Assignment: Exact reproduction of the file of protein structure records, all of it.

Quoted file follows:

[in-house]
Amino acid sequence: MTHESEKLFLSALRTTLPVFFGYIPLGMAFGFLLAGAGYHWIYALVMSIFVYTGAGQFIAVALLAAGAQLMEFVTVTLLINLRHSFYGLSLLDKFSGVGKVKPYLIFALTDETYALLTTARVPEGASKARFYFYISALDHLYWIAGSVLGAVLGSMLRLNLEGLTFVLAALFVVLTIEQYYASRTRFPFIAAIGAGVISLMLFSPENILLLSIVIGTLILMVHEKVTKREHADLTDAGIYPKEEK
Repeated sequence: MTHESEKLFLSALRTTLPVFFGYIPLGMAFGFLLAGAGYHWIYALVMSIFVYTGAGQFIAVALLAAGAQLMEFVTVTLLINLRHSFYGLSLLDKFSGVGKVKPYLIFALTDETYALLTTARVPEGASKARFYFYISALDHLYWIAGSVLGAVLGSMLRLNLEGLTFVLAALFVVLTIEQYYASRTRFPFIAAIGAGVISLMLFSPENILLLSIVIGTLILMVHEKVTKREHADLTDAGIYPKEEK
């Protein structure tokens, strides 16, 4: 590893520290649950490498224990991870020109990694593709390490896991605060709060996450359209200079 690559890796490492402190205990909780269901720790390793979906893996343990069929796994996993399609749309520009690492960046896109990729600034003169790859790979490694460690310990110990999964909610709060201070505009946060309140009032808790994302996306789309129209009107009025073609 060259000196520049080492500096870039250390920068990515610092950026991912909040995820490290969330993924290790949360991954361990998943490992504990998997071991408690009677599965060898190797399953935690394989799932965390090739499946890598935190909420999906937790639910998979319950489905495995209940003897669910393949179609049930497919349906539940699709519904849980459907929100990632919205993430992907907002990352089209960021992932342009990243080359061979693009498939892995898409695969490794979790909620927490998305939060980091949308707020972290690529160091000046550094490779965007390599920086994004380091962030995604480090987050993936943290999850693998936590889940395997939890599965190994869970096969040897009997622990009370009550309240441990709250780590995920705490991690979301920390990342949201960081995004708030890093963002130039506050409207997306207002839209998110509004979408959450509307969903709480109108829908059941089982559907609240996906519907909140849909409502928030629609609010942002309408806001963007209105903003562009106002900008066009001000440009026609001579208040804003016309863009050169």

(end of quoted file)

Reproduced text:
[in-house]
Amino acid sequence: MTHESEKLFLSALRTTLPVFFGYIPLGMAFGFLLAGAGYHWIYALVMSIFVYTGAGQFIAVALLAAGAQLMEFVTVTLLINLRHSFYGLSLLDKFSGVGKVKPYLIFALTDETYALLTTARVPEGASKARFYFYISALDHLYWIAGSVLGAVLGSMLRLNLEGLTFVLAALFVVLTIEQYYASRTRFPFIAAIGAGVISLMLFSPENILLLSIVIGTLILMVHEKVTKREHADLTDAGIYPKEEK
Repeated sequence: MTHESEKLFLSALRTTLPVFFGYIPLGMAFGFLLAGAGYHWIYALVMSIFVYTGAGQFIAVALLAAGAQLMEFVTVTLLINLRHSFYGLSLLDKFSGVGKVKPYLIFALTDETYALLTTARVPEGASKARFYFYISALDHLYWIAGSVLGAVLGSMLRLNLEGLTFVLAALFVVLTIEQYYASRTRFPFIAAIGAGVISLMLFSPENILLLSIVIGTLILMVHEKVTKREHADLTDAGIYPKEEK
């Protein structure tokens, strides 16, 4: 590893520290649950490498224990991870020109990694593709390490896991605060709060996450359209200079 690559890796490492402190205990909780269901720790390793979906893996343990069929796994996993399609749309520009690492960046896109990729600034003169790859790979490694460690310990110990999964909610709060201070505009946060309140009032808790994302996306789309129209009107009025073609 060259000196520049080492500096870039250390920068990515610092950026991912909040995820490290969330993924290790949360991954361990998943490992504990998997071991408690009677599965060898190797399953935690394989799932965390090739499946890598935190909420999906937790639910998979319950489905495995209940003897669910393949179609049930497919349906539940699709519904849980459907929100990632919205993430992907907002990352089209960021992932342009990243080359061979693009498939892995898409695969490794979790909620927490998305939060980091949308707020972290690529160091000046550094490779965007390599920086994004380091962030995604480090987050993936943290999850693998936590889940395997939890599965190994869970096969040897009997622990009370009550309240441990709250780590995920705490991690979301920390990342949201960081995004708030890093963002130039506050409207997306207002839209998110509004979408959450509307969903709480109108829908059941089982559907609240996906519907909140849909409502928030629609609010942002309408806001963007209105903003562009106002900008066009001000440009026609001579208040804003016309863009050169």